Windows: Still insecure after all these years

OPINION: With every Windows release, Microsoft promises better security. And, sometimes, it makes improvements. But then, well then, we see truly ancient security holes show up yet again.
Written by Steven Vaughan-Nichols, Senior Contributing Editor

For longer than some of you have been alive, I've been preaching the gospel of using more secure desktop operating systems. You see, Windows has been insecure since 1985's Windows 1.0, really an MS-DOS extension, rolled out the door. Then, as now, there were more secure options. Then it was Unix desktop operating systems. Today it's Linux desktops.

Why hasn't Microsoft ever gotten its security act together? The fundamental problem is that Windows was never, ever meant to work on a network. It worked as a standalone PC operating system. And, even today, 37 years later, the same pre-internet problems keep showing up. Unix and Linux started with the premise that there's more than one user on the system, and you need to secure accounts and programs from other users, local or remote. This has served these operating systems well.  

In addition, the developers from Redmond may say they rewrite Windows code from the bottom up to make it more secure. But, they don't. 

Take, for example, Microsoft recently patched zero-day remote code execution Windows Scripting Languages Remote Code Execution Vulnerability, CVE-2022-41128, With a  Common Vulnerability Scoring System (CVSS) rating of 8.8, it's a baddie. This is a Windows JavaScript scripting language security hole. Specifically, it's a hole in Internet Explorer (IE) 11's JScript9 JavaScript engine. 

Also: Hackers are still finding -- and using -- flaws in Internet Explorer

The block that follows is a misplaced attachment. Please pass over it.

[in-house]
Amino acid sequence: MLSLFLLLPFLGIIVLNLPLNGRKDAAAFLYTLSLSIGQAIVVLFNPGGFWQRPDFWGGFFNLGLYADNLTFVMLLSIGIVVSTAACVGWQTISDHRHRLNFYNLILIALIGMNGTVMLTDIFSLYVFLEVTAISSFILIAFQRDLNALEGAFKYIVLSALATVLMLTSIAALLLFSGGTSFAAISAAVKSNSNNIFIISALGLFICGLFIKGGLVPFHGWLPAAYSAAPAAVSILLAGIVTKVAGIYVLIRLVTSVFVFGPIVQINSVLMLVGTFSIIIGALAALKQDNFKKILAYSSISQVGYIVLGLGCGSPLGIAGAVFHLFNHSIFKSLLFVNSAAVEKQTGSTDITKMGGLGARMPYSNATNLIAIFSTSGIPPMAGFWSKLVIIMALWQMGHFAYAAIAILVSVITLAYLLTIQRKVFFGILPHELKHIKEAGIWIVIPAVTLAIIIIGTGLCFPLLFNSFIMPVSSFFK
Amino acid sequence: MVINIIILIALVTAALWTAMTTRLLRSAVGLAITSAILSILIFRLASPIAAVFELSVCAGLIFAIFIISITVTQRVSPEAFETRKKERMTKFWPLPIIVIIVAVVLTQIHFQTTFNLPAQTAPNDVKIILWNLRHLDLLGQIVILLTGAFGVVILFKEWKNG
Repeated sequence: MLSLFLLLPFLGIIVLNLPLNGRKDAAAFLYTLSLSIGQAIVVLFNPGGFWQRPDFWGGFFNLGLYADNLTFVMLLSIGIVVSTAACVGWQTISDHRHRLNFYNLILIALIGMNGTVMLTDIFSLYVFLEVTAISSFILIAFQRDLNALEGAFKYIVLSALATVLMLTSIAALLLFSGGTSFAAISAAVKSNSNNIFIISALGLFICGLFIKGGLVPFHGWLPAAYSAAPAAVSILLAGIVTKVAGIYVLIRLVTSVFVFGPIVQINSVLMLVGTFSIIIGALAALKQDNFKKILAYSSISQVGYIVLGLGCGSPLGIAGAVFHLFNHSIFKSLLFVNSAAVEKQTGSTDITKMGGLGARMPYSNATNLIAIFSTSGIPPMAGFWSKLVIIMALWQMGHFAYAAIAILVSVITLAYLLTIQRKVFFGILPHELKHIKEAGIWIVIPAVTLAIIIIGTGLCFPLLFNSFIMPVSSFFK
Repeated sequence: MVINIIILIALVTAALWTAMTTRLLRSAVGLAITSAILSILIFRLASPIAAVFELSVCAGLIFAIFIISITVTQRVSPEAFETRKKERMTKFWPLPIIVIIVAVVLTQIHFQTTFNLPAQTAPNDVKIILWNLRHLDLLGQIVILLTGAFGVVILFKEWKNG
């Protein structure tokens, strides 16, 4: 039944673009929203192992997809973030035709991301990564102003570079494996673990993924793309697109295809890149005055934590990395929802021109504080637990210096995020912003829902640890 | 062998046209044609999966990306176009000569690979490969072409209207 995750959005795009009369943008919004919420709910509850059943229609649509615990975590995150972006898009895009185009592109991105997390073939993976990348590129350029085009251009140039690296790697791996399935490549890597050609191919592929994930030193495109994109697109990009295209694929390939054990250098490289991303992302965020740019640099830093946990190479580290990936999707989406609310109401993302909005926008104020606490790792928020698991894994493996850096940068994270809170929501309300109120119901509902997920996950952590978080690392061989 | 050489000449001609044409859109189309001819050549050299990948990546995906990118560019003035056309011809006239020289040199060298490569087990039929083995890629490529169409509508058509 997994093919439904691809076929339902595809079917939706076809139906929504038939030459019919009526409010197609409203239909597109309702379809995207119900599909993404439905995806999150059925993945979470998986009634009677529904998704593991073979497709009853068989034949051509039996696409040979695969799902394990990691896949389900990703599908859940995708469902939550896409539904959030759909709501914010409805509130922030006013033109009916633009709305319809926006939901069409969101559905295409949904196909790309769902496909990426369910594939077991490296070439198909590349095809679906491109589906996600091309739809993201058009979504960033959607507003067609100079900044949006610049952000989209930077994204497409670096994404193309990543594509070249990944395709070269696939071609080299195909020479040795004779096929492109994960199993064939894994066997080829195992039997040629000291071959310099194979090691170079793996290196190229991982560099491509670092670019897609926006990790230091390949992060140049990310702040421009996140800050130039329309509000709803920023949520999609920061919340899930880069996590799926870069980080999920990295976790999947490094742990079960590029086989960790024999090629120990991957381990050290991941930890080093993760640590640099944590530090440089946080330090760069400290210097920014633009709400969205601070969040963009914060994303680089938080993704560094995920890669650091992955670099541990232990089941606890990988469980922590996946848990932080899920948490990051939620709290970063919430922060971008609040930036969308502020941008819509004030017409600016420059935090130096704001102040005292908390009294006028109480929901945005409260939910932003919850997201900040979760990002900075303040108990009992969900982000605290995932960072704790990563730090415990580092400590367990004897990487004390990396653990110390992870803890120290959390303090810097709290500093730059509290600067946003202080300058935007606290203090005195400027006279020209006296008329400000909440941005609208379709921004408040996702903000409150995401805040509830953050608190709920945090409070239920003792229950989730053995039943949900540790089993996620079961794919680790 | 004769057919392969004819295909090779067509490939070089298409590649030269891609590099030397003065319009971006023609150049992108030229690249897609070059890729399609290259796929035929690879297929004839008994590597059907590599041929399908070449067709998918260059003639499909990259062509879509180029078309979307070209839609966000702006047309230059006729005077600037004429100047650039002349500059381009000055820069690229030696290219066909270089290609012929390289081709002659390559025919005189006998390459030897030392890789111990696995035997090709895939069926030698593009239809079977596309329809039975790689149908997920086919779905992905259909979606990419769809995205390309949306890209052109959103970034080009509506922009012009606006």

It's a nasty one. It affects every version of currently supported Windows. That includes everything from Windows 8.1 to all the various Windows Servers and Windows 11. Since it showed up, North Korean hackers exploited it to infect South Korean users with malware.

It works by presenting the victims with a malicious document. When an innocent opens the document, it then downloads a rich text file (RTF) remote template. The HTML inside would then be rendered by the IE engine. Then -- ta-da! -- you've got a case of some malware or the other. 

The Google Threat Analysis Group (TAG) that found it said, "This technique has been widely used to distribute IE exploits via Office files since 2017. Delivering IE exploits via this vector has the advantage of not requiring the target to use Internet Explorer as its default browser."

Oh, guys, it is so, so much older than that. I described this kind of problem in the long-defunct magazine PC Sources in 1992 when I found it in Windows for WorkGroup 3.1. Then, as now, Windows and its native programs treated document data as programming instructions. 

That's why according to Atlas VPN, "Microsoft Office remains the most widely exploited software for malware delivery." How bad is it? Try 78.5% of all attacks. Office on your PC, Office 365, it doesn't matter. They're all open to attacks. 

Now, then, what's the elephant in the room I haven't mentioned yet? It's that IE retired back in June 2022. It's been replaced by Microsoft Edge. 

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So, why the heck are all versions of Windows vulnerable to an IE attack in late 2022? Isn't it history? I mean, IE was never in Windows 11, anyway. You'd like to think that, but no matter what version of Windows you're using, the IE engine is still in Windows and still ready to run JavaScript attacks.

Windows's fundamental security flaws have never been fixed. They never will be. Backward compatibility is far more important to Microsoft than security. So, the company continues to play patch a hole. 

If, like me, you favor security over backward compatibility, you'll run Linux. Despite what you've heard, Linux is not that hard to use. But, if you'd rather not go to the effort, just buy a Chromebook. Anyone can use a Chromebook, and, since it's based on Linux, it's a lot more secure. 

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